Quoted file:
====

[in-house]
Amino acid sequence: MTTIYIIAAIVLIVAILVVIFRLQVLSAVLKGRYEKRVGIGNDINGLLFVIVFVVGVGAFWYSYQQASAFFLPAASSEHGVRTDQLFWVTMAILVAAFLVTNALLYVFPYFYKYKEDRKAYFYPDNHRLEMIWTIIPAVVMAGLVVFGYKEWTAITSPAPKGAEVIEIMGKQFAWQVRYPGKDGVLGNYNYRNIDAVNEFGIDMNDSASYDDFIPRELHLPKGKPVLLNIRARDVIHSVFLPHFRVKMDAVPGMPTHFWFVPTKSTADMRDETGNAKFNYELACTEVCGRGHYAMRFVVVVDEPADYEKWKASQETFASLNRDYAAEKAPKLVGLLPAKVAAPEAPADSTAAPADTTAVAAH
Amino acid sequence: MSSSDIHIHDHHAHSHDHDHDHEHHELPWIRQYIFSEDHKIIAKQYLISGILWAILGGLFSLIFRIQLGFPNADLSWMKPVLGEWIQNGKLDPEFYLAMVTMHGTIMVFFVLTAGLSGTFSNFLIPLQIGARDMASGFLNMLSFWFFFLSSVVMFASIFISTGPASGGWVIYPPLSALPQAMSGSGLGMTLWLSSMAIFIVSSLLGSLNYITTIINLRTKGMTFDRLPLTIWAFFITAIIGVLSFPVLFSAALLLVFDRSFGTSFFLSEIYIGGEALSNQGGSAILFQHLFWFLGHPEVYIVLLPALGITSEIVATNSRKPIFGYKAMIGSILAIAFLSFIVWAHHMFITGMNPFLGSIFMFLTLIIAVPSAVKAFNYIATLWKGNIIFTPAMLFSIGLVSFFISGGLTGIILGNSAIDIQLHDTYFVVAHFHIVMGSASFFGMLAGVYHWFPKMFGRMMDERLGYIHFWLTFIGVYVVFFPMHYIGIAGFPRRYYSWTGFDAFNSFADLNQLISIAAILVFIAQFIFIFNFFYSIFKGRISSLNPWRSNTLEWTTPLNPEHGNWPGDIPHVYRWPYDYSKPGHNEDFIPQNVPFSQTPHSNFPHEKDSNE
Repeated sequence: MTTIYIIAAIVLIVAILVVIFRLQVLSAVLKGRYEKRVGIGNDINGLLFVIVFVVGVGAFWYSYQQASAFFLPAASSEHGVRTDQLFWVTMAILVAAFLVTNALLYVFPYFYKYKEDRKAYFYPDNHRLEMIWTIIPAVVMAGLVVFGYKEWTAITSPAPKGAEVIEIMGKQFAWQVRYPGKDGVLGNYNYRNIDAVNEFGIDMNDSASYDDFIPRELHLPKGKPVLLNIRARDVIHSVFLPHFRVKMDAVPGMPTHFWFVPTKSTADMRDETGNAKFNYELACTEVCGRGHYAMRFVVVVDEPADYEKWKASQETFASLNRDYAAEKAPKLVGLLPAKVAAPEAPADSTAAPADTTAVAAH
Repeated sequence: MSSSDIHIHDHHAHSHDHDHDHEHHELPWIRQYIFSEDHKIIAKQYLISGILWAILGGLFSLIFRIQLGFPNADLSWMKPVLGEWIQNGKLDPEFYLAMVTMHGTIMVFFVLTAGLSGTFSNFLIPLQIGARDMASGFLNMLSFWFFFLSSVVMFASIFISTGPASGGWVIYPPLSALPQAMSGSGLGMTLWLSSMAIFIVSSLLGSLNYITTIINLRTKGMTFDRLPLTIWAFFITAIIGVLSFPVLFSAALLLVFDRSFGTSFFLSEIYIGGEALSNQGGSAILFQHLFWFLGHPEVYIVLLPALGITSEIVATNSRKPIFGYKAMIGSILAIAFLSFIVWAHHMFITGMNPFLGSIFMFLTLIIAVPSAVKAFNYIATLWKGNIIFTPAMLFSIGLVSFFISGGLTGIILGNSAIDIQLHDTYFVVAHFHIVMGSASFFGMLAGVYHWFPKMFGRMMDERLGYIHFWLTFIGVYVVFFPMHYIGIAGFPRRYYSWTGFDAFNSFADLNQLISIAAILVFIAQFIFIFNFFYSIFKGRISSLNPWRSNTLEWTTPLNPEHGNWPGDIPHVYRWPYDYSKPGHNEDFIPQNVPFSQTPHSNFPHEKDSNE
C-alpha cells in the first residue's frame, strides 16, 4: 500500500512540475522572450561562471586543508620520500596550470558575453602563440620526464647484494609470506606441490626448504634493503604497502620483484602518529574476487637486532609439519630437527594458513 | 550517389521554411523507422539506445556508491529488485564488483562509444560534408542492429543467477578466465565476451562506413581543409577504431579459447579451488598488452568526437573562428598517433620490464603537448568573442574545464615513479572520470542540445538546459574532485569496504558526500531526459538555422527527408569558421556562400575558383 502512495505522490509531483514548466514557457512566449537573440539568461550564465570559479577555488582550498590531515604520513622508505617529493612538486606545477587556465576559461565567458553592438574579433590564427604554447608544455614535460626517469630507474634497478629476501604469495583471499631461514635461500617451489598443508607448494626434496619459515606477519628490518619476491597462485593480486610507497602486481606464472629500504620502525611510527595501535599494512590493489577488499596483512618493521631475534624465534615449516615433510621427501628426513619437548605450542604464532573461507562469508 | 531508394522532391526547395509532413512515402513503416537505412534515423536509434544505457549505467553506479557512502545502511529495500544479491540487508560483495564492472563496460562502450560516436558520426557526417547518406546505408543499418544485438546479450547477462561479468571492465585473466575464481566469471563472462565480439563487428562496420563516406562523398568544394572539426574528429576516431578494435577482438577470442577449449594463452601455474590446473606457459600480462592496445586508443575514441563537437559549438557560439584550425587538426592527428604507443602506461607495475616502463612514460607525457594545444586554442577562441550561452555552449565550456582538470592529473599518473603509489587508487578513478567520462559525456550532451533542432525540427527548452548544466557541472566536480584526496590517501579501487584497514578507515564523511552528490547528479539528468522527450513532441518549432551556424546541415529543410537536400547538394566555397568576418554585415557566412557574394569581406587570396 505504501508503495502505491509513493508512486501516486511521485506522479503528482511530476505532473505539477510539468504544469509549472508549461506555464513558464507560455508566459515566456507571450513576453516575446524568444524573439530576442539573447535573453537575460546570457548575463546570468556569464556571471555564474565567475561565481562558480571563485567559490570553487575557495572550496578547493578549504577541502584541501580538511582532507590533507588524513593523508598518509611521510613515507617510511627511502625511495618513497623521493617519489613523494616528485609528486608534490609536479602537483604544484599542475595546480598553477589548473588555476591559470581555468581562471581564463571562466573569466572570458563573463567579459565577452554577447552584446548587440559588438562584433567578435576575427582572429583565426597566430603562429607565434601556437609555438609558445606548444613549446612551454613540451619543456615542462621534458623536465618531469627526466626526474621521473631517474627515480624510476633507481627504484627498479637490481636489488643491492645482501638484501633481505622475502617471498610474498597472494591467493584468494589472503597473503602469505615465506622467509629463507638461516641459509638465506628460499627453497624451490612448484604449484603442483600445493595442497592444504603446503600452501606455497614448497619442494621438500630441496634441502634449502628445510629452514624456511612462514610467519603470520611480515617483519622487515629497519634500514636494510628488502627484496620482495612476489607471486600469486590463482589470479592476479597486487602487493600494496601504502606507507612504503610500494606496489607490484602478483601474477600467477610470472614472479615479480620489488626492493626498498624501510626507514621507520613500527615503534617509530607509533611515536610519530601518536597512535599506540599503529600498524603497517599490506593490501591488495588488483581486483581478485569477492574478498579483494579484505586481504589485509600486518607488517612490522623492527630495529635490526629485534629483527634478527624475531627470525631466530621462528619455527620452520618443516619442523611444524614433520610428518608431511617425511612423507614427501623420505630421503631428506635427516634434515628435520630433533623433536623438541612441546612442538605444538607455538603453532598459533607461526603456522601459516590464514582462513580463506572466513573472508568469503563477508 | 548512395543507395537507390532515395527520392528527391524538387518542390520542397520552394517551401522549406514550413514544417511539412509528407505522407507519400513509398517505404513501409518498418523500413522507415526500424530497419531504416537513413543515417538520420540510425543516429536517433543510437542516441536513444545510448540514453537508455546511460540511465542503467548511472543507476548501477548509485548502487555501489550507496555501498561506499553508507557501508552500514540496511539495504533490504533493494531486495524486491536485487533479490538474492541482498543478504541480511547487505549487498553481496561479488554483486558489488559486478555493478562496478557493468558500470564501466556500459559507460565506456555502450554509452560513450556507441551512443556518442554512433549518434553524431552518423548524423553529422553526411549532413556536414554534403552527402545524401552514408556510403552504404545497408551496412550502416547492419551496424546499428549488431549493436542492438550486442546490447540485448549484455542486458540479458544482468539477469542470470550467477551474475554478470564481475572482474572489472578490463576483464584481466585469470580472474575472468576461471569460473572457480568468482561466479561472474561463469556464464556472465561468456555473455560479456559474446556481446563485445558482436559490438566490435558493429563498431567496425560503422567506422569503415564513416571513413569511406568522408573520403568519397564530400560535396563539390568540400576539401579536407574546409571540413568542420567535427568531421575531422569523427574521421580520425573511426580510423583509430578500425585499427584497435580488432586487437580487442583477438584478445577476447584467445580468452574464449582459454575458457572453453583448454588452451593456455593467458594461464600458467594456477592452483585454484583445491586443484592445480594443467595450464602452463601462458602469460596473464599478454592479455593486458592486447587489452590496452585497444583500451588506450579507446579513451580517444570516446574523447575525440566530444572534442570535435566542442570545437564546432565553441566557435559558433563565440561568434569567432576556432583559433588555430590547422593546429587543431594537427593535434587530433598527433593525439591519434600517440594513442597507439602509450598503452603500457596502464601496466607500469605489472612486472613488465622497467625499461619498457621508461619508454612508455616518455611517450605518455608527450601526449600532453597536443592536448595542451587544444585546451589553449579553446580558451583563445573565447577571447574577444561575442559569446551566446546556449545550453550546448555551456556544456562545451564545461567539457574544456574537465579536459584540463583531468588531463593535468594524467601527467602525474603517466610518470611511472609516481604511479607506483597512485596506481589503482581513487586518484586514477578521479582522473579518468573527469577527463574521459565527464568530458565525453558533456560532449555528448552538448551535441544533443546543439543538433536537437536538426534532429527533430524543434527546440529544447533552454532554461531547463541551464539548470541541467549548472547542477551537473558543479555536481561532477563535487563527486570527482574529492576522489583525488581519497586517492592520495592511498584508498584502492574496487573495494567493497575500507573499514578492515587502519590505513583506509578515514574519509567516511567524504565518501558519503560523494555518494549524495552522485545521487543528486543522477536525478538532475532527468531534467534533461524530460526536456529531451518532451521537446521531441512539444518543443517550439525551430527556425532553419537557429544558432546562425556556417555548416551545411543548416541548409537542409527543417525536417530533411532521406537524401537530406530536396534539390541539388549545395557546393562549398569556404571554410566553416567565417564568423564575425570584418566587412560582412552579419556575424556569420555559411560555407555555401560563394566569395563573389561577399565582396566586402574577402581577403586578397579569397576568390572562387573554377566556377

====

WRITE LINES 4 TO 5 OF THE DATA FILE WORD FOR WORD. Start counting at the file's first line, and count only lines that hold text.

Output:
Repeated sequence: MTTIYIIAAIVLIVAILVVIFRLQVLSAVLKGRYEKRVGIGNDINGLLFVIVFVVGVGAFWYSYQQASAFFLPAASSEHGVRTDQLFWVTMAILVAAFLVTNALLYVFPYFYKYKEDRKAYFYPDNHRLEMIWTIIPAVVMAGLVVFGYKEWTAITSPAPKGAEVIEIMGKQFAWQVRYPGKDGVLGNYNYRNIDAVNEFGIDMNDSASYDDFIPRELHLPKGKPVLLNIRARDVIHSVFLPHFRVKMDAVPGMPTHFWFVPTKSTADMRDETGNAKFNYELACTEVCGRGHYAMRFVVVVDEPADYEKWKASQETFASLNRDYAAEKAPKLVGLLPAKVAAPEAPADSTAAPADTTAVAAH
Repeated sequence: MSSSDIHIHDHHAHSHDHDHDHEHHELPWIRQYIFSEDHKIIAKQYLISGILWAILGGLFSLIFRIQLGFPNADLSWMKPVLGEWIQNGKLDPEFYLAMVTMHGTIMVFFVLTAGLSGTFSNFLIPLQIGARDMASGFLNMLSFWFFFLSSVVMFASIFISTGPASGGWVIYPPLSALPQAMSGSGLGMTLWLSSMAIFIVSSLLGSLNYITTIINLRTKGMTFDRLPLTIWAFFITAIIGVLSFPVLFSAALLLVFDRSFGTSFFLSEIYIGGEALSNQGGSAILFQHLFWFLGHPEVYIVLLPALGITSEIVATNSRKPIFGYKAMIGSILAIAFLSFIVWAHHMFITGMNPFLGSIFMFLTLIIAVPSAVKAFNYIATLWKGNIIFTPAMLFSIGLVSFFISGGLTGIILGNSAIDIQLHDTYFVVAHFHIVMGSASFFGMLAGVYHWFPKMFGRMMDERLGYIHFWLTFIGVYVVFFPMHYIGIAGFPRRYYSWTGFDAFNSFADLNQLISIAAILVFIAQFIFIFNFFYSIFKGRISSLNPWRSNTLEWTTPLNPEHGNWPGDIPHVYRWPYDYSKPGHNEDFIPQNVPFSQTPHSNFPHEKDSNE